6 Exercises To Help Children With Language Difficulties

Many children have language disorders which won't necessarily lead to permanent speaking problems in their adult lives. There are certain exercises which can help children overcome these difficulties. Find them out in this article.
6 Exercises To Help Children With Language Difficulties

Last update: 16 January, 2020

Children with language difficulties should receive help from a professional and from their parents. This is the only way to develop and improve over time.

Don’t let a child close to you get bullied for his or her language abilities.

First of all, it’s important to point out that, in children, a delay in language development does not imply problems in other aspects of their development.

The fact that a child has trouble speaking does not make him or her less intelligent or incapable. Also, it’s likely that language problems of this kind only appear during childhood.

Although it may seem hard to believe, adolescents and adults with excellent speaking skills could have had language disorders when they were little. However, it didn’t limit their development or stop them having a totally normal adulthood.

The key is knowing how to help children with language difficulties.

What exercises can help children with language difficulties?

1. Cards

Language Difficulties

First of all, cards which refer to sounds can really help children to learn to pronounce each syllable correctly.

  • The best way of doing this is to turn this exercise into a game and reward the child when they pronounce each sound right.

2. Mirror exercises

Next, mirror exercises are very useful for children who have problems with pronouncing words and sounds. The mirror helps to teach them the right way to move their mouth and make the sounds of each word.

3. Repetition

Repeating words over and over again is one of the most effective exercises to help children with language difficulties.

  • However, the repetitions should be done slowly. 
  • This way, the child will be able to listen to them and hear all the phonemes.

4. Talk to children

Talk to children

Parents and other family members should communicate frequently with children who have a language delay. This promotes verbal communication, giving the child the opportunity to hear new words, learn them and to be able to communicate correctly.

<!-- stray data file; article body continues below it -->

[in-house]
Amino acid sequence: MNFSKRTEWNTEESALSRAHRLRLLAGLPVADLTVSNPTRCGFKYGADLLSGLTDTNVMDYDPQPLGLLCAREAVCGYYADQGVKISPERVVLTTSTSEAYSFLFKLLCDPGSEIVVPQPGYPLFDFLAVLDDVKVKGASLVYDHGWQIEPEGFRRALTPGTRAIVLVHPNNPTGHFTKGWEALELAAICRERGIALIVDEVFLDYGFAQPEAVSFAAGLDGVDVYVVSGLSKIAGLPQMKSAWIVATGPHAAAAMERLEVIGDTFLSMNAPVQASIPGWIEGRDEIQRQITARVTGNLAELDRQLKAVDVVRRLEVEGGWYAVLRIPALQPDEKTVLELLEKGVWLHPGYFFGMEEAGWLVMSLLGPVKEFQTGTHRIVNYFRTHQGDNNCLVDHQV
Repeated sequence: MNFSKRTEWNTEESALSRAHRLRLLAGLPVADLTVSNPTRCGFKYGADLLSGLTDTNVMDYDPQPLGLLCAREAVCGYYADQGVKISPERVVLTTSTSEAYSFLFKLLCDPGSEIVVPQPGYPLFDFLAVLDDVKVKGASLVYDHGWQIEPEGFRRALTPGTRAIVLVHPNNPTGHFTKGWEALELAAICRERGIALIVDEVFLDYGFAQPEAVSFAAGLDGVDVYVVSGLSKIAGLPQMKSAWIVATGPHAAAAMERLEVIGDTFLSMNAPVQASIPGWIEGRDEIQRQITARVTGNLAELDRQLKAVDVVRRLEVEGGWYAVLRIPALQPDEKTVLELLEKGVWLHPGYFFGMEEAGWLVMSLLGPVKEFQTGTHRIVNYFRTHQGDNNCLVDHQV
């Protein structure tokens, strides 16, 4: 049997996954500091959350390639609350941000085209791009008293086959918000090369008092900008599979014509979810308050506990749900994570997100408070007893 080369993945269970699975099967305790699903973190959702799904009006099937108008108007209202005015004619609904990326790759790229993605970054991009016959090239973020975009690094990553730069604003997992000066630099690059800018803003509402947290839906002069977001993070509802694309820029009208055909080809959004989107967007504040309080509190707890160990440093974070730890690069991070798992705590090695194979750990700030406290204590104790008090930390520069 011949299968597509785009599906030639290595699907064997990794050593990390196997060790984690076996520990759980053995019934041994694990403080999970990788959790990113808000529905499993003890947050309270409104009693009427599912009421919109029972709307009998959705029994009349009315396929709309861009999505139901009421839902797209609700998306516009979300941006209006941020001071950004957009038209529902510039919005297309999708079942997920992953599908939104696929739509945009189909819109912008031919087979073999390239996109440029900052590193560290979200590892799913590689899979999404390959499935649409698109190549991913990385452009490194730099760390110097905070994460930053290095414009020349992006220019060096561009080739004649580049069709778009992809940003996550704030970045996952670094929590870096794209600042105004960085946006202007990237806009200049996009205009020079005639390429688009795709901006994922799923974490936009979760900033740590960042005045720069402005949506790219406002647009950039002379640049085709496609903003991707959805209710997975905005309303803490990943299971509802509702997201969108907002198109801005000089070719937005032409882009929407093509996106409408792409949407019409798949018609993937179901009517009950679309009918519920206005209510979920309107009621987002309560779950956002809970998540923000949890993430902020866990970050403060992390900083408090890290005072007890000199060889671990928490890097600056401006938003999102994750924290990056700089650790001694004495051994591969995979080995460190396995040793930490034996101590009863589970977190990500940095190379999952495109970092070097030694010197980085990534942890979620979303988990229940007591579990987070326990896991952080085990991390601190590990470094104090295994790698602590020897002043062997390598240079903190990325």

5. Strengthen their speaking

To strengthen the speaking skills of small children, it’s best to only give them what they ask for if they say the right word, and not if they resort to just using hand gestures. This motivates the child to find ways to use language to get what they want.

6. Reading


Next, reading is an appropriate resource to strengthen children’s language skills. After all, by reading, they develop new vocabulary. By reading, they learn to structure phrases better and to pronounce the words they find more difficult. Stories, for example, also help stimulate their creativity and imagination.

How are language disorders diagnosed?

One of the greatest challenges faced by parents is identifying whether their children have language difficulties and whether they need the support of a specialist. However, it’s important to emphasize that each child has his/her own variations in speech development.

Some of the situations that can help identify whether a child has language problems include identifying if:

  • By 18 months, a child has not said a single word, doesn’t point at objects and shows no interest or intention to communicate;
  • An 18-month-old-child doesn’t understand simple instructions of a maximum of three words;
  • If at 2, a child only repeats what they hear and you can’t understand what they say;
  • If at 3, the child doesn’t form plurals or use pronouns;
  • If at 4, the child pronounces consonants incorrectly, makes nasal sounds or doesn’t conjugate verbs when speaking.

Recommendations for parents of children with language difficulties

First of all, parents should bear in mind that children learn language by imitation and by listening to the people around them. For this reason, it’s important to speak to them a lot. Do this with simple and clear language.

During breastfeeding, it’s important to dedicate time to verbal communication with children. Believe it or not, it’s the best time to start teaching them sign language and the imitation of sounds and gestures.

Similarly, from 6 months on, parents should read to their children daily. Stories with images are ideal to stimulate language development

Take advantage of bath time or changing their clothes to reinforce speaking and language. These are ideal situations to name objects, items of clothing and parts of the body.

Finally, parents and other people around the children should not laugh at their mistakes. Naturally, mocking them can cause significant psycho-emotional damage in children with language problems.

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